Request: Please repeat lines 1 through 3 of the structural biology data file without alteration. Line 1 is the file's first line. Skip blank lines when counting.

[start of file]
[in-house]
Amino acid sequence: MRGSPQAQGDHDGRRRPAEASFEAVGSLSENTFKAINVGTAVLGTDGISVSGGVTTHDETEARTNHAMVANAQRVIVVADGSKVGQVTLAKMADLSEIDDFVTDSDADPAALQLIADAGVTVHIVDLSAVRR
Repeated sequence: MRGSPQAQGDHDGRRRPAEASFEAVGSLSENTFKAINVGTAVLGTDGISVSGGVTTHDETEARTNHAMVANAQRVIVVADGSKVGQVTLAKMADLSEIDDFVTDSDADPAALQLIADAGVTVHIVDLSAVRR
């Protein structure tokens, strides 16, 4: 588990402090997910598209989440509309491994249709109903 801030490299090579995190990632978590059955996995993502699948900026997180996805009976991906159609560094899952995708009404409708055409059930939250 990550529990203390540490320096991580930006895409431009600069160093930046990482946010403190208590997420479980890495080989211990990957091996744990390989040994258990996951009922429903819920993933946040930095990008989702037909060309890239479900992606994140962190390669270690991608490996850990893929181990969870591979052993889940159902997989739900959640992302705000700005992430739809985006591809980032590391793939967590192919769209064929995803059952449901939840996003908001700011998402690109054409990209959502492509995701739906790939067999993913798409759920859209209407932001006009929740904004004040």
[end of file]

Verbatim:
[in-house]
Amino acid sequence: MRGSPQAQGDHDGRRRPAEASFEAVGSLSENTFKAINVGTAVLGTDGISVSGGVTTHDETEARTNHAMVANAQRVIVVADGSKVGQVTLAKMADLSEIDDFVTDSDADPAALQLIADAGVTVHIVDLSAVRR
Repeated sequence: MRGSPQAQGDHDGRRRPAEASFEAVGSLSENTFKAINVGTAVLGTDGISVSGGVTTHDETEARTNHAMVANAQRVIVVADGSKVGQVTLAKMADLSEIDDFVTDSDADPAALQLIADAGVTVHIVDLSAVRR